Haitian mayi moulen bites, a new way to eat polenta

[:en]I am not typically fond of cold mayi moulen (Haitian cornmeal). I actually strongly dislike it.

Yet, here I am today, making a risky move. I am once more attempting to offer you cold polenta bites.

You’re probably thinking that I have lost it. After spending so many days at home, – I will spare you the candid details about my beloved Haiti’s current turmoil – losing my mind could have been a possibility.

But worry not. I still got my head on my shoulders. I just checked…

Let’s go back to these bites though…

Thinking of it, it is the regular cold mayi moulen (polenta) that I struggle with. I will not eat my mayi moulen unless it is still hot and a bit runny.

You must be wondering where this newfound obsession of mine comes from. Truth be told, I myself am unsure.

Perhaps it all started with my djondjon polenta bites that earned me my spot at the World Food Championships last November.

Though, I had followed to traditional method, that polenta was not quite the same. I had put a lot more emphasis on my seasoning when prepping it for my cold bites.

I should mention here that the traditional mayi moulen uses base ingredients like salt, onions and garlic to keep it neutral. It is prepared that way because it is typically mixed with red beans or another gravy that enhances its flavor.

But when it comes to my cold bites, I want them to be bold in flavors regardless of their toppings. I, thus, put a lot more emphasis on the seasoning than I would with the every day mayi moulen.

The bites I am sharing with you today were cooked in a concoction of bay leaves, fresh thyme and garlic, piment bouc, salt and pepper. The same seasoning base as the djondjon bites. Only this time, I prepared my polenta without a seafood or djondjon broth.

Once it was cooked, I spread my mayi moulen on a baking sheet. This allowed it to cool down, and reach the perfect consistency needed to cut itwith cookie cutters.

Each “slice” of corn is either topped with a stuffing of herring or ham. They’re garnished with grated cheese and a piece of bell pepper.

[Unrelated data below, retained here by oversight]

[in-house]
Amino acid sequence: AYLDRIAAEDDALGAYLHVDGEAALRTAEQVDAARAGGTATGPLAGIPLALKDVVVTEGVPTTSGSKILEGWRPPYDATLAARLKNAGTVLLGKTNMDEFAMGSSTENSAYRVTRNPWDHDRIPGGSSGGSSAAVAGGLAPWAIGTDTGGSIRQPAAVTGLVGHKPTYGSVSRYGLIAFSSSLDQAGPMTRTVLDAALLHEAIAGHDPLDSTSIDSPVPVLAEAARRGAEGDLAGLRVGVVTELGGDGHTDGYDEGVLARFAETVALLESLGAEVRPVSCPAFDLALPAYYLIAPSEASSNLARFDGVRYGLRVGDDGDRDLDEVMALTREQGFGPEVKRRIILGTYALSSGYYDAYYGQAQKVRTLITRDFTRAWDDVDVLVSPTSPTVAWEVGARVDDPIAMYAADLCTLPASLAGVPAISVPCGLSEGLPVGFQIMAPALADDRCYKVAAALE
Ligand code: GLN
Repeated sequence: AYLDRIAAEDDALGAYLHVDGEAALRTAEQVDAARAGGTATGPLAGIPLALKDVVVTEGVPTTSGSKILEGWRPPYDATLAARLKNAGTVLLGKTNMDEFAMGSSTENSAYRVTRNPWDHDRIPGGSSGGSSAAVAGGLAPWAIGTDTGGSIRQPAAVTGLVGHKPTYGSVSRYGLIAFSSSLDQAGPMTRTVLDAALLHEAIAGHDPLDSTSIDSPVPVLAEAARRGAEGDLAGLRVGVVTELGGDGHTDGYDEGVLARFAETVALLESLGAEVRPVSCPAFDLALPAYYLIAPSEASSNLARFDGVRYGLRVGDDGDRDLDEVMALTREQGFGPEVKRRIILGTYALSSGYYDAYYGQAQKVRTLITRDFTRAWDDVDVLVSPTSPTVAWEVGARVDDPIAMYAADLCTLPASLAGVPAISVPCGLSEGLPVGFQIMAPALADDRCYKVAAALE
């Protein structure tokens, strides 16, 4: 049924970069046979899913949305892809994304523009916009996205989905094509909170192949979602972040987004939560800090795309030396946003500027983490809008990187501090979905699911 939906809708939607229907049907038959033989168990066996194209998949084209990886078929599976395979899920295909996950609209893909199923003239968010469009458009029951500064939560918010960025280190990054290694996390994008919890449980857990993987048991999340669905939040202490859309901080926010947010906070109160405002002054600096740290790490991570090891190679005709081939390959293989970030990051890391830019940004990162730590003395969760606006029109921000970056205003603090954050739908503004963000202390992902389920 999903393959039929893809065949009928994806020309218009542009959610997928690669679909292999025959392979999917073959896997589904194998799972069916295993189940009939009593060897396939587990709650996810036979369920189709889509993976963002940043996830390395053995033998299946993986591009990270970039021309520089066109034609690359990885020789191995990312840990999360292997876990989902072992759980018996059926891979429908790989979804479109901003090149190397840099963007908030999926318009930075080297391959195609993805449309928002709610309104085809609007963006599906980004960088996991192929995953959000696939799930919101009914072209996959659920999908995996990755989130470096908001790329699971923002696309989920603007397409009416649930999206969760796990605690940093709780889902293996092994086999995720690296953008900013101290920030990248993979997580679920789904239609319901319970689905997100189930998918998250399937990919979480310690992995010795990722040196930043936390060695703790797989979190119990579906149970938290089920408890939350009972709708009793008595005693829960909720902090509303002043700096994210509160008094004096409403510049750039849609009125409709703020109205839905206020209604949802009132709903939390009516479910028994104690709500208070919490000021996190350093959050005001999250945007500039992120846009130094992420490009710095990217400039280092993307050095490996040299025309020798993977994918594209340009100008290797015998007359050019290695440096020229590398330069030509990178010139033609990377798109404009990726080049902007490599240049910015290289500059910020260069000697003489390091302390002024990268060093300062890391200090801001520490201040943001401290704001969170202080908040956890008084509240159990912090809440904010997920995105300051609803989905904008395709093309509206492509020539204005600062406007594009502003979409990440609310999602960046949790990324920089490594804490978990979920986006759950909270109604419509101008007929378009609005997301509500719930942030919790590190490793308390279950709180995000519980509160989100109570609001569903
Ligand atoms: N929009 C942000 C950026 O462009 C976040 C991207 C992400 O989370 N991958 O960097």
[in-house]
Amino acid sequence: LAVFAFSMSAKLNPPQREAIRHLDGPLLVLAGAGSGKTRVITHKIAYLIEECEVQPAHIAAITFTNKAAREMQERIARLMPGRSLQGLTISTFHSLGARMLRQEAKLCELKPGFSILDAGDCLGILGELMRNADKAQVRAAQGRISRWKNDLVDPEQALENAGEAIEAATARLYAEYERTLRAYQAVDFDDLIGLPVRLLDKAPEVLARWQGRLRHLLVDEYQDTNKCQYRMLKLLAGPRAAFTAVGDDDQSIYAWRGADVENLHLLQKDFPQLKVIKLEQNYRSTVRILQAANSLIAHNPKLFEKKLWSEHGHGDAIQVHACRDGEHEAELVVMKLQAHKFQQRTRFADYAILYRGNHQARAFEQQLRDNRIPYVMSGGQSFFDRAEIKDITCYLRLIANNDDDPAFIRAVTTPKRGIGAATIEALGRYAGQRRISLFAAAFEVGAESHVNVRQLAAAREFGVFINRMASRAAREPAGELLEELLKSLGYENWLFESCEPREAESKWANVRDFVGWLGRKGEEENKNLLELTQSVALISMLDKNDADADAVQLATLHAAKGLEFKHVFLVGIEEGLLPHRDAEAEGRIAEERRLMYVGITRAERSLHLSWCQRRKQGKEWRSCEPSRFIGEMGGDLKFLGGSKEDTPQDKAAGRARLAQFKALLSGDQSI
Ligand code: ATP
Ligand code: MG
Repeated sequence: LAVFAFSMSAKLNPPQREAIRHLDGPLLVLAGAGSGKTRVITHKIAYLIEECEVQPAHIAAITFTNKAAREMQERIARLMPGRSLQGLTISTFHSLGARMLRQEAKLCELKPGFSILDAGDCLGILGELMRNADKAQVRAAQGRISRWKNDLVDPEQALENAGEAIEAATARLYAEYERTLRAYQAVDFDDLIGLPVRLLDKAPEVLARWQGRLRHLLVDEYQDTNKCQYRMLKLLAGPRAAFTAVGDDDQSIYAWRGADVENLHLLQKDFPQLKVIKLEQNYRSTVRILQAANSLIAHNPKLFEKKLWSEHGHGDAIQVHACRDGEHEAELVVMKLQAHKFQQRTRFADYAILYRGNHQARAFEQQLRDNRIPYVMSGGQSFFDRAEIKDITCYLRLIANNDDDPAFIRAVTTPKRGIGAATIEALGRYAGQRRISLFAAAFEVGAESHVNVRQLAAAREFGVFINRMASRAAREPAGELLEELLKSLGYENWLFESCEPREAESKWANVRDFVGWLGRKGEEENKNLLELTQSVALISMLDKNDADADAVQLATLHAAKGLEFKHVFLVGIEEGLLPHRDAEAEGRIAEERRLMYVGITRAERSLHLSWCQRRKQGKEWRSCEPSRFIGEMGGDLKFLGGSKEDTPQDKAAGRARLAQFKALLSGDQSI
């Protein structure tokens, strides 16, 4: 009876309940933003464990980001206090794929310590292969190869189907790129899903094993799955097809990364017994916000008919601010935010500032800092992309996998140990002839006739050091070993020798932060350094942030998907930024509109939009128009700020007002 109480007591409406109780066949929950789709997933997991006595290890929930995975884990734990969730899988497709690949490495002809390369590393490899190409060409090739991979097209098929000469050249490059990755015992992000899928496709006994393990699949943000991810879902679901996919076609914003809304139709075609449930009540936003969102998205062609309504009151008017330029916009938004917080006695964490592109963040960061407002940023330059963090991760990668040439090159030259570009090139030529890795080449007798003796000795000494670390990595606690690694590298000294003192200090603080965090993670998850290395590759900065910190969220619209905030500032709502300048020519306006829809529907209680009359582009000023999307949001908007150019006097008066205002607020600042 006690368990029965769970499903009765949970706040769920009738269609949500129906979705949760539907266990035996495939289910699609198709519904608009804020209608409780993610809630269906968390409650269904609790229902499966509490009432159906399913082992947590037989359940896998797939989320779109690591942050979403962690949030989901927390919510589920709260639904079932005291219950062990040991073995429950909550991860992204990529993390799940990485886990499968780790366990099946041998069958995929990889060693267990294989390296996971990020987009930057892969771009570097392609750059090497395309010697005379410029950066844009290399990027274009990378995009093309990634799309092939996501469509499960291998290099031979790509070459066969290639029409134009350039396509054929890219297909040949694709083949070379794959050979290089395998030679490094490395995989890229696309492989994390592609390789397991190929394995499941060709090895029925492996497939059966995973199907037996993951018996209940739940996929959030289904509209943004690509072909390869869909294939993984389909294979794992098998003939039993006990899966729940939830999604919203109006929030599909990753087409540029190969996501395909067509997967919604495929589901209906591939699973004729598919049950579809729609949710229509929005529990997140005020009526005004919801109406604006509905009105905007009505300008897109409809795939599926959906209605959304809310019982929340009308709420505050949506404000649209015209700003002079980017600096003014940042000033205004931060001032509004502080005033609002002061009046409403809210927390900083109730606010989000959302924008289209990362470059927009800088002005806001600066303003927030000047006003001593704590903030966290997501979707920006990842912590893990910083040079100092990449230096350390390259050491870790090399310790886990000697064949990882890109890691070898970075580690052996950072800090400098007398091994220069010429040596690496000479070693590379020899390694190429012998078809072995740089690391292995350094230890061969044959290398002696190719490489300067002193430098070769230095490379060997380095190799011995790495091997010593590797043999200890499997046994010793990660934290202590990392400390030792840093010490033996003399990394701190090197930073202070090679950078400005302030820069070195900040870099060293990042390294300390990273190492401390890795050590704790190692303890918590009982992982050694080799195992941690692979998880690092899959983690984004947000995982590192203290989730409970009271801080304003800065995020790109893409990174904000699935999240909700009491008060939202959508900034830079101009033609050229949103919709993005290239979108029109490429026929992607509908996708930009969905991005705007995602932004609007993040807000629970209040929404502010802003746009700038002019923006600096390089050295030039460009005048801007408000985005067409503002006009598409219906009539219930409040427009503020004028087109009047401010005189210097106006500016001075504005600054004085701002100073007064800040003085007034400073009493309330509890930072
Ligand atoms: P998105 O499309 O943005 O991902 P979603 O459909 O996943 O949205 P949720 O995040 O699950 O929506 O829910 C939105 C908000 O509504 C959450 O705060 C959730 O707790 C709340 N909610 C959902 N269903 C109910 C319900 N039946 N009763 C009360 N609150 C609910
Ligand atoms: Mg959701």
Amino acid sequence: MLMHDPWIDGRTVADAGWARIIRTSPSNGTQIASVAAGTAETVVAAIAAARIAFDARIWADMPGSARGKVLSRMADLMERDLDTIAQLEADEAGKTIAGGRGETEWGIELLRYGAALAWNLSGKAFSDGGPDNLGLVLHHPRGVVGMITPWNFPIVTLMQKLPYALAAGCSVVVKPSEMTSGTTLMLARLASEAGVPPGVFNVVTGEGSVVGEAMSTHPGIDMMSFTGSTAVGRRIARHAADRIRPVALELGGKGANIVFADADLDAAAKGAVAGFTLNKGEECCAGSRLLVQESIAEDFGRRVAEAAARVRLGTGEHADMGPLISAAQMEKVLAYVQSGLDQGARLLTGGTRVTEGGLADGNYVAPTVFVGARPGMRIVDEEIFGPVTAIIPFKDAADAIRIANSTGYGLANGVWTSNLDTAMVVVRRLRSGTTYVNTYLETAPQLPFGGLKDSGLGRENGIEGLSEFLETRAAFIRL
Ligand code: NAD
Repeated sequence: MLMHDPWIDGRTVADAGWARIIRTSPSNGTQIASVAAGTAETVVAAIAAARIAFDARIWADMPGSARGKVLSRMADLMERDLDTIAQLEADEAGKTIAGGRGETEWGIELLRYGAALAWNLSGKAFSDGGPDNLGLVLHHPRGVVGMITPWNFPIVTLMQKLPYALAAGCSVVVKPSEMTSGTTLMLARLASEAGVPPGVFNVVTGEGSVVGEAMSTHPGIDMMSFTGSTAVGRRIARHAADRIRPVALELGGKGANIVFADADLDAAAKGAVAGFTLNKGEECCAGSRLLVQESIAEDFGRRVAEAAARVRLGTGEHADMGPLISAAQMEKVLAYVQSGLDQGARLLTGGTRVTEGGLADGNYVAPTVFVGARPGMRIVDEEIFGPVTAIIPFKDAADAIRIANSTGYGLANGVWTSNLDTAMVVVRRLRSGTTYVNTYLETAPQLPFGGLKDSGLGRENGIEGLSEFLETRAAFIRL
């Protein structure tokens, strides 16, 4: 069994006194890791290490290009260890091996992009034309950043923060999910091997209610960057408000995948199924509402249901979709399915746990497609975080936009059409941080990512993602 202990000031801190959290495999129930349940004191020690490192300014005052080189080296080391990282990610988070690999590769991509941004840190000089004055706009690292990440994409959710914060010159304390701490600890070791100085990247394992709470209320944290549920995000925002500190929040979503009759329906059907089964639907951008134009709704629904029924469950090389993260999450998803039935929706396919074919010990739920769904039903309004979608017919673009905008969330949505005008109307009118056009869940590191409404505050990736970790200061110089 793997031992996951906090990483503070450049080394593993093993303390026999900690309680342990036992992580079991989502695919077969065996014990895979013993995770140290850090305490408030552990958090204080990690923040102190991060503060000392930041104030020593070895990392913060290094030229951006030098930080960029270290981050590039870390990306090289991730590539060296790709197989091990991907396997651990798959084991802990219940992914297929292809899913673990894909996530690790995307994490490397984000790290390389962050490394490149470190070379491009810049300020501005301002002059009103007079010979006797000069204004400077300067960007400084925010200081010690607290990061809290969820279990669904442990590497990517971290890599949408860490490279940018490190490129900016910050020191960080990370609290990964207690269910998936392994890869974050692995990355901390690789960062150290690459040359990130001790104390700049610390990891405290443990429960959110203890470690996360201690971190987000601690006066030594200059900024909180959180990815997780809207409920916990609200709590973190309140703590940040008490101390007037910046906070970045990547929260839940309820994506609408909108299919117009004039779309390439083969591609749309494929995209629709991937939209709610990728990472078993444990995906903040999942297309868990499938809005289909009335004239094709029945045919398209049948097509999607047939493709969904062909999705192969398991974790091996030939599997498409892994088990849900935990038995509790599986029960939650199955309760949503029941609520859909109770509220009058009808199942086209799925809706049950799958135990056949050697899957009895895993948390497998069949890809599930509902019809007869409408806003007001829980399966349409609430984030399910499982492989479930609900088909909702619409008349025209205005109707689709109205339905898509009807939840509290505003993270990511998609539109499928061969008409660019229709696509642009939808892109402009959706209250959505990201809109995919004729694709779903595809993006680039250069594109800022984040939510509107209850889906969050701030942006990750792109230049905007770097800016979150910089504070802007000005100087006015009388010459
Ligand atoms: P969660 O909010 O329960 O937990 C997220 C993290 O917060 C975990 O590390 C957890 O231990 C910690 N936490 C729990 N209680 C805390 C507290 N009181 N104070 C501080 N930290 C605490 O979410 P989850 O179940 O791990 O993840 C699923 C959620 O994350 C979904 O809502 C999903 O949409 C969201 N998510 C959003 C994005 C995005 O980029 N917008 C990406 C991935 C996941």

And that is all.

I always had a thing for well-presented dishes. I enjoy decorating my food just as much as I love prepping it.

And I believe that’s the secret of these bites. They’re delicious. But they also look amazing on a plate.

These mayi moulen bites are dear to my heart. They allow me to bring a new touch to our every day cuisine.

They were born of my desire to rethink the way we present our Haitian cuisine to the world. I firmly believe many of our every day dishes can be turned into small bites.

We do have mouth-watering appetizers. The acras and marinades which recipes I share on this blog are proof enough.

I, however, think we can also venture into serving every day meals in individual portions.

And our local mayi moulen is perfect for this transformation. I encourage you to try it yourself.

I’m leaving you my recipe below as a starting point. Hope you enjoy it!

Haitian mayi moulen (polenta) bites

For the polenta

  • 3 cups of water
  • 1 cup of cornmeal
  • ½ tsp of salt
  • ¼ tsp of black pepper
  • 1 garlic head
  • 1 bay leaf
  • 1 tsp of dried thyme
  • 1 piment bouc (habanero pepper)
  • 1 tbsp olive oil

For the herring

  • Prepared herring (find the recipe here)
  • Salt & Pepper (to taste)
  • 1 key lime juice
  • Chopped habanero pepper (to taste)
  • Mayo (to taste) )

For the ham

  • 1 can of ham (SPAM like)
  • 1 chopped garlic head
  • 1 pinch of salt
  • ¼ tsp pepper
  • Mayo (to taste)


For the polenta

  1. Prepare a broth with the water, garlic head, habanero pepper, salt, pepper, bay leaf, oil and bring to a boil
  2. Bring to a boil
  3. Add the cornmeal and stir constantly until the water is absorbed
  4. Simmer for about 15 minutes while stirring occasionally to keep the polenta from sticking to the bottom of the pan
  5. Remove the garlic head, habanero pepper and bay leaf
  6. Spread the cooked polenta on a parchment lined baking sheet, allow to cool
  7. Freeze for about 2 hours
  8. Using a 1 in round cookie cutter, cut the polenta into bites (yields about 12 cakes)

For the herring

  1. Mix all the ingredients and set aside

For the ham

Mash the ham and season to taste.

To serve

Garnish each polenta bite with the herring or ham dip. Garnish with grated cheese and bell pepper. Serve at room temperature.

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  • Pompée Nadia

    Super, je suis très heureuse de découvrir ton site et voir comment tu as sublimé les plats haïtien. J’ai juste un question pourrais-tu nous dire pour combien de portion à chaque recette s’il te plait?
    Merci et encore un grand bravo à toi.

    • annick

      Bienvenue sur le blog Nadia et Merci! 🙂 Je tenterai d’inclure les portions désormais.

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